On 10 September 1833, President Andrew Jackson announced that the government would no longer use the Second Bank of the United States, which was actually the country's national bank. He used his executive power to remove all federal funds from the bank.
In 1791, George Washington and Alexander Hamilton had created a national bank to serve as the central repository for federal funds. When its twenty-year charter came up for renewal in 1811, with Jefferson's party in control of Congress, they killed it.
After the War of 1812 between Britain and the US, Congress abounded with political intrigues, unbridled corruption, greed and financial scandals. All of the people's representatives, regardless of any party, agreed on higher customs rates, large and very expensive public works, such as railroads and canals, and a prestigious new national bank, and between them they fought teeth and nails for their own cushy political appointments...
In 1816, five years after this first bank's charter had expired, the Second Bank of the United States was founded. This bank was run by a board of directors with close ties to industry and manufacturing, and it was completely biased toward the urban and industrial northern states. Opening for business in the midst of a postwar boom, the Second Bank promptly discredited itself by speculation, stockjobbing, and, at some branches, outright fraud... But under the discreet management of its second and third president, Nicholas Biddle, it repaired its condition and reputation. By the end of the 1820s it had proved not only useful but, to many eyes, indispensable.
In March 1829, Andrew Jackson became president. He was known as obstinate and brutish, but a man of the common people. He immediately thread on a lot of sore toes in Congress, because he "accidentally" ruined several politicians by not giving in to their incredible spending urges. With borrowed money, they had heavily speculated on new governmental spending, but Jackson stubbornly refused to cooperate.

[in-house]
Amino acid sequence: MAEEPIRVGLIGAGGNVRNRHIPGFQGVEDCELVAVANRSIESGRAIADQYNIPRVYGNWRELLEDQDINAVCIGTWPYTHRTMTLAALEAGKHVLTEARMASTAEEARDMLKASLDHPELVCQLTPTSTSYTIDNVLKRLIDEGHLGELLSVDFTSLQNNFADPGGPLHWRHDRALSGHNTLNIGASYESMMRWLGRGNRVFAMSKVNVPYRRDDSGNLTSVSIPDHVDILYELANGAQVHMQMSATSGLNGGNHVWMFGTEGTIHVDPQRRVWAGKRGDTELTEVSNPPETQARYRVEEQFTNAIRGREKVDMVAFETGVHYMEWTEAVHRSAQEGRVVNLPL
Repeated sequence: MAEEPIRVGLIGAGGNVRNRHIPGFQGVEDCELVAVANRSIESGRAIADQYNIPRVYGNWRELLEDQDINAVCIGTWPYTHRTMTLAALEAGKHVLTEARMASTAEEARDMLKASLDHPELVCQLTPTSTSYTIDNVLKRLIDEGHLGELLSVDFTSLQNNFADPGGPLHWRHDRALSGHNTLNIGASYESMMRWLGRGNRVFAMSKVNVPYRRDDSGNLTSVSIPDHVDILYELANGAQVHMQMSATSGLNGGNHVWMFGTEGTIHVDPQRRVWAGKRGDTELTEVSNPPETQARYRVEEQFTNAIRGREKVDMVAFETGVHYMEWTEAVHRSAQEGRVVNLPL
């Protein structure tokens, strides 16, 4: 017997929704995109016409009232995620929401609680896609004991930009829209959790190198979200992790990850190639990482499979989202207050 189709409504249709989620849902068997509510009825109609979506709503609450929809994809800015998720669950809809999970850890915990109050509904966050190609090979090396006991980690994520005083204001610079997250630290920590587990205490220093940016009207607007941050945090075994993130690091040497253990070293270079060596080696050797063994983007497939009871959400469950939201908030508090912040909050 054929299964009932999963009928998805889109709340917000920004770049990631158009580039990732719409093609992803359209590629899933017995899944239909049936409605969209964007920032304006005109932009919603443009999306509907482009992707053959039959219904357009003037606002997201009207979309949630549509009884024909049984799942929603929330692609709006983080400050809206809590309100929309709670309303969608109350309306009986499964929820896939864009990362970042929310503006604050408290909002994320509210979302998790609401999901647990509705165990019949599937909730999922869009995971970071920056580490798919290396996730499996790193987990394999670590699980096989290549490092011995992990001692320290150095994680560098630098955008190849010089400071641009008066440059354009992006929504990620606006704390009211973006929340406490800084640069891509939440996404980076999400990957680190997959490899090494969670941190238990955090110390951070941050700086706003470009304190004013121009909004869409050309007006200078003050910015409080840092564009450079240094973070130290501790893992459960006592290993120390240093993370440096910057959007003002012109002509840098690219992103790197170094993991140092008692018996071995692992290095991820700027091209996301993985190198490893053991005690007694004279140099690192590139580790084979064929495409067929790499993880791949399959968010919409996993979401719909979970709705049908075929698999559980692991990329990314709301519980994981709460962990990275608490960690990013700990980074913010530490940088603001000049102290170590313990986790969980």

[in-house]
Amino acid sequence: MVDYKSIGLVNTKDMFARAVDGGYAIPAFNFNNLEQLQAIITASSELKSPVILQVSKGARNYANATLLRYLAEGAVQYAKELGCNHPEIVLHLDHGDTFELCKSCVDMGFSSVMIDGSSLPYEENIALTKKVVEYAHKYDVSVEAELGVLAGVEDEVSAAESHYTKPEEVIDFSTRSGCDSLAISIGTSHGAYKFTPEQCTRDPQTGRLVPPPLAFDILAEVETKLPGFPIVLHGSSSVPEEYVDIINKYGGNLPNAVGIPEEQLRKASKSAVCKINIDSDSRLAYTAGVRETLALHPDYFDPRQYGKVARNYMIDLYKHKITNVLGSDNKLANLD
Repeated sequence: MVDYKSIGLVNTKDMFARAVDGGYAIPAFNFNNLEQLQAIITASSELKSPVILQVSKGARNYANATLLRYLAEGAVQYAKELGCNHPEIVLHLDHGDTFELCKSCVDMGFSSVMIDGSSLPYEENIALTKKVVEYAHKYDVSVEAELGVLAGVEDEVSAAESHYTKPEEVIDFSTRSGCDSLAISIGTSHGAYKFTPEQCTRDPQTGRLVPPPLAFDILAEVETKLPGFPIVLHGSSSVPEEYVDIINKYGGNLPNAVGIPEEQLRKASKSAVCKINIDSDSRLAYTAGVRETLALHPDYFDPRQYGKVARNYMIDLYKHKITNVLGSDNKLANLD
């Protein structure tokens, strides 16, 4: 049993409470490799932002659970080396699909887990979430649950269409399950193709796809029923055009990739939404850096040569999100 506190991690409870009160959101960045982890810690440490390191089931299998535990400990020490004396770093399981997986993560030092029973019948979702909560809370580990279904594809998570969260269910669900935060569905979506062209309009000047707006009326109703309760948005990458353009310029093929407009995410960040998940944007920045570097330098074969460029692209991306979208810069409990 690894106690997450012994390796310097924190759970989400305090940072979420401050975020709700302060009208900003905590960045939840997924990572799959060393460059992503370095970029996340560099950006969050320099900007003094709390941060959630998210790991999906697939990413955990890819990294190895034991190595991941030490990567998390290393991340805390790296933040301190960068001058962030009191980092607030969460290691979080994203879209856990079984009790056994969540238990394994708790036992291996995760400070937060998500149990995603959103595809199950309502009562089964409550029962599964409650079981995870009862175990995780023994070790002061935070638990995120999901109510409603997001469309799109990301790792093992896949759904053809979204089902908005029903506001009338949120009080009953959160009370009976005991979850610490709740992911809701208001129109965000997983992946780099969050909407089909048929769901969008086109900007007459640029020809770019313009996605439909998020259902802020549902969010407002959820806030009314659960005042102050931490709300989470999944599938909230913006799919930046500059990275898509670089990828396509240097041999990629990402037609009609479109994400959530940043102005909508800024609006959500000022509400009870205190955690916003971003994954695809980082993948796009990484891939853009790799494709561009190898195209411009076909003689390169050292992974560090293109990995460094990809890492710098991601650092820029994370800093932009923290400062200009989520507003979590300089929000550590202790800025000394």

He almost immediately called for an investigation into the bank's policies and political agenda. He resented the bank's complete lack of funding for expansion into the new Western territories, and he strongly objected to the bank's enormous political and economic power and the lack of congressional oversight over its business.
He made clear that he planned to challenge the constitutionality of the bank, much to the horror of its supporters. In response, the director of the bank, Nicholas Biddle, flexed his own not inconsiderable political muscles, and turned to leading businessmen and influential members of Congress, including Kentucky Senator Henry Clay, to fight Jackson. Later that year, Jackson presented his case against the bank in a speech to Congress, but not surprisingly, it was generally agreed that the bank was indeed constitutional. Nevertheless, behind the scene the controversy over the bank lingered on for the next three years.
In 1832, this invisible power play caused a split in Jackson's cabinet and, somewhat later, the obstinate Jackson vetoed a move by Congress to draw up a new charter for the bank. This entire "war" took place during Jackson's bid for re-election, and the national bank became the subject of a bitter political campaign between the Democratic incumbent Jackson and his opponent Henry Clay. However, Jackson's arguments to serve "the common man" of America instead of a privileged class of wealthy businessmen appealed to the voters, and resulted in his victory.